I am in full support of rights for sex workers because I believe that human beings should always be treated civilly (with the exception of murderers) but my opinion on the sex industry is admittedly not a very positive one, mainly because I see some sex work as perpetuating the objectification of women. Women have the choice to do whatever they want and I do not wish to scoff at their rights and freedom. It’s merely a matter of interpretation.
BUT that’s beside the point of this post. No matter which side of the age-old feminist debate about sex work you take, you should have the sense to recognize that women in sex work deserve as much respect as everyone else. They deserve rights.
The unionizing of dancers in 1997 at the Lusty Lady, (seen in the documentary “Live Nude Girls Unite!” by Julia Query) was a revolutionary step toward protecting the rights of sex workers in the United States. I was surprised to find out that the Lusty Lady now, in 2012, is still the only unionized strip club. And in May of 2012 it was almost closed down.
The employees of the Lusty Lady, back in the ’90s, wanted to protect themselves from “exploitative business practices” such as having to pay for their stage time. They received fixed wages as a result. But, according to Rachel Aimee (who was a stripper herself), many strippers today balk at the idea of fixed wages. She writes,”most strippers are willing to tolerate labor violations in exchange for the relative freedom to pursue quick cash in an unregulated environment.” Aimee believes that the Lusty Lady dancers were too “ideal,” and that the solution may be to have dancers “treated as independent contractors, rather than suing to be paid like employees.” It all comes down to a matter of respect.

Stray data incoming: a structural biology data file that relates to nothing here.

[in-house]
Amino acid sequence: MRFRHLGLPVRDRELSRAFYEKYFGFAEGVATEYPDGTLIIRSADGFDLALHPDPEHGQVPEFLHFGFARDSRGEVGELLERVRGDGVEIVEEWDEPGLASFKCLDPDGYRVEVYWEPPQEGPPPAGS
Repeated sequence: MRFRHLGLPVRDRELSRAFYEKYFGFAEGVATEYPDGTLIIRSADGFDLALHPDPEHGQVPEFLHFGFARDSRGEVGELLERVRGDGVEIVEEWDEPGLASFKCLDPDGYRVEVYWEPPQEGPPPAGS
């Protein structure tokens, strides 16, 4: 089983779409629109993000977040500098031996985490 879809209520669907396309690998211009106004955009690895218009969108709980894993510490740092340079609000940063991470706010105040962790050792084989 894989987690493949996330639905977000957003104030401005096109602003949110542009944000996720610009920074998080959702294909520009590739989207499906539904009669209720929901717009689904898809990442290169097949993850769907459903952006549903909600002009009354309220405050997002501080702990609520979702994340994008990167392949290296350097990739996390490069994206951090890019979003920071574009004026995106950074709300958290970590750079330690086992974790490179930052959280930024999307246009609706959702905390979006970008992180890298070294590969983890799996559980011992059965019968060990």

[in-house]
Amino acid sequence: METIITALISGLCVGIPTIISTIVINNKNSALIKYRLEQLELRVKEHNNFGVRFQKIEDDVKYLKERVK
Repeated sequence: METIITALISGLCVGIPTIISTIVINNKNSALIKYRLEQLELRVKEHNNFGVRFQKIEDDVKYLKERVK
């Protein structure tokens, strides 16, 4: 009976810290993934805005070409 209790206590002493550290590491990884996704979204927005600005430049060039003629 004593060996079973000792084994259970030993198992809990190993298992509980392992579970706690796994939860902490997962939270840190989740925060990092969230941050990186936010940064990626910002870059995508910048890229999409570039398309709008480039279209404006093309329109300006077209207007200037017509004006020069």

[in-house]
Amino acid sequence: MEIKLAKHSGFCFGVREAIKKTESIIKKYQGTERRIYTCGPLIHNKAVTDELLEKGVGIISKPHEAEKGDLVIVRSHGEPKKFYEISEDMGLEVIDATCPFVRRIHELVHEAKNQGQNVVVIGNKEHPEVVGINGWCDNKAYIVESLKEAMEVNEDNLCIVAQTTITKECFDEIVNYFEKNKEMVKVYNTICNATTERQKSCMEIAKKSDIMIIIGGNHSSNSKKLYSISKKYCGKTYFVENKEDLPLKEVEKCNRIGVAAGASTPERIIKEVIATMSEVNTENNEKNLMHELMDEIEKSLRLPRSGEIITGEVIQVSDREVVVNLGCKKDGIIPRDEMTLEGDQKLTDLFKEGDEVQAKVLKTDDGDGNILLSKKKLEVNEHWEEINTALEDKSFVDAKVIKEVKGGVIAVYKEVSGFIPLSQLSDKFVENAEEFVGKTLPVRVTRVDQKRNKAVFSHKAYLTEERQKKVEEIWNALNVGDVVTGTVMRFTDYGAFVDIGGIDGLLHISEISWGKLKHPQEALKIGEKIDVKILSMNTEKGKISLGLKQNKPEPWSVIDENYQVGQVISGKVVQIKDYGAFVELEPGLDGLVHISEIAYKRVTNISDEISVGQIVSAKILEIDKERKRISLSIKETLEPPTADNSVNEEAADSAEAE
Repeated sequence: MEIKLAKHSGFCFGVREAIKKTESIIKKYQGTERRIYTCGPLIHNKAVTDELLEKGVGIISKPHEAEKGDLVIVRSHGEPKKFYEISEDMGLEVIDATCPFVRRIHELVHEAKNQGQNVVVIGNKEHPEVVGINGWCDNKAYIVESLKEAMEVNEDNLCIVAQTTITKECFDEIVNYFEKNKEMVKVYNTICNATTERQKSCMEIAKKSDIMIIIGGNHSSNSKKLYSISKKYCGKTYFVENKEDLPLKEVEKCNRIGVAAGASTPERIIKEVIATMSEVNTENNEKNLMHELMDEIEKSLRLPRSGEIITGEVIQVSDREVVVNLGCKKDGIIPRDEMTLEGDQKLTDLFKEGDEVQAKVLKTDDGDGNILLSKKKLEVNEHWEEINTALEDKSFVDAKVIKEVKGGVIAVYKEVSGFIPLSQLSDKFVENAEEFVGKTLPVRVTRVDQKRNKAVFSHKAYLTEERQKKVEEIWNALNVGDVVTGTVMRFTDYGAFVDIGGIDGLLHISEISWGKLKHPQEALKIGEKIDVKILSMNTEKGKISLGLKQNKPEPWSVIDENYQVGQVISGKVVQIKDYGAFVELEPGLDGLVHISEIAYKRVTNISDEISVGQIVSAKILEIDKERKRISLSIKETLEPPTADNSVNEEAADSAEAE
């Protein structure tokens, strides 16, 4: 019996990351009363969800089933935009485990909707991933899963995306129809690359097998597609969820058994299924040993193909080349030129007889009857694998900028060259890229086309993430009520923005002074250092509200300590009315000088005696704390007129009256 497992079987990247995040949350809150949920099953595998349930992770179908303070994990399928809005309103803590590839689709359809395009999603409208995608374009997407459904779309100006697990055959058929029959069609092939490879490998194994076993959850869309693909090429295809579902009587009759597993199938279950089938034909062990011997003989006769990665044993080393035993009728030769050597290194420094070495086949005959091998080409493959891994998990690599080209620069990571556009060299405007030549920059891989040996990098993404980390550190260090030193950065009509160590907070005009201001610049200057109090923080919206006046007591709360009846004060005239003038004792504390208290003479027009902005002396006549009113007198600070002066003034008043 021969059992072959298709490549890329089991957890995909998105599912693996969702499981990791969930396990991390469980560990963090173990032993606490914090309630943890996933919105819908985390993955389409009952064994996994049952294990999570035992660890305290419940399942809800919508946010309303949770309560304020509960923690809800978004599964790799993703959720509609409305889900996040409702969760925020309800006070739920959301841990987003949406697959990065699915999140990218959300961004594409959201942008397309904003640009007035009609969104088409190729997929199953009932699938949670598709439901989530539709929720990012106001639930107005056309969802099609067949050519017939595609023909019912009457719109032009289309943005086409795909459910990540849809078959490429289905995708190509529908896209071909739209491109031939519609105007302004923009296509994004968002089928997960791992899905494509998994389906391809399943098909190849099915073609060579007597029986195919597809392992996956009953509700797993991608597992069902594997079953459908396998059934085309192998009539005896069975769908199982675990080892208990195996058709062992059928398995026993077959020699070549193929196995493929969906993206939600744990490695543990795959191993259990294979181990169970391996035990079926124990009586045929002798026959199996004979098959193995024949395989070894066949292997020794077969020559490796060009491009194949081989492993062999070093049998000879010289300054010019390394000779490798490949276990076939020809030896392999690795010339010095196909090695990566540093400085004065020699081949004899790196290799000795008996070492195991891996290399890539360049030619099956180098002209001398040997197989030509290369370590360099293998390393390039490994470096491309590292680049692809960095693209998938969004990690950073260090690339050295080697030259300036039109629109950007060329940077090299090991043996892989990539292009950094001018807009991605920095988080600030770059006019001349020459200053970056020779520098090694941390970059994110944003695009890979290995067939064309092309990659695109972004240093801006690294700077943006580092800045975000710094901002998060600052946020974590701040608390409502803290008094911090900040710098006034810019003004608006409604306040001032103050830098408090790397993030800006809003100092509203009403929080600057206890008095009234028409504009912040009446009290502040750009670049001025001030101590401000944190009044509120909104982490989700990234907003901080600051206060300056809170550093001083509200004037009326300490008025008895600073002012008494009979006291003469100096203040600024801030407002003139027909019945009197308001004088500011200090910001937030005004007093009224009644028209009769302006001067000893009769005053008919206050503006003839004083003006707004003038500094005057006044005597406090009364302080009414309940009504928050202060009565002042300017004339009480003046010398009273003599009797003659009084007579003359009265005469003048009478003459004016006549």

I think it’s a long time coming for when the US and patriarchy-abiding strip-club owners (owners that are not and have never been dancers) completely treat sex workers with the respect they deserve. Though, in March of 2011, there was a watershed moment. The US agreed with a UN human rights evaluation that “no one should face violence or discrimination in access to public services based on sexual orientation or their status as a person in prostitution.”
While prostitution and stripping are certainly in separate spheres, US championing anti-discrimination toward sex work is wonderful to see.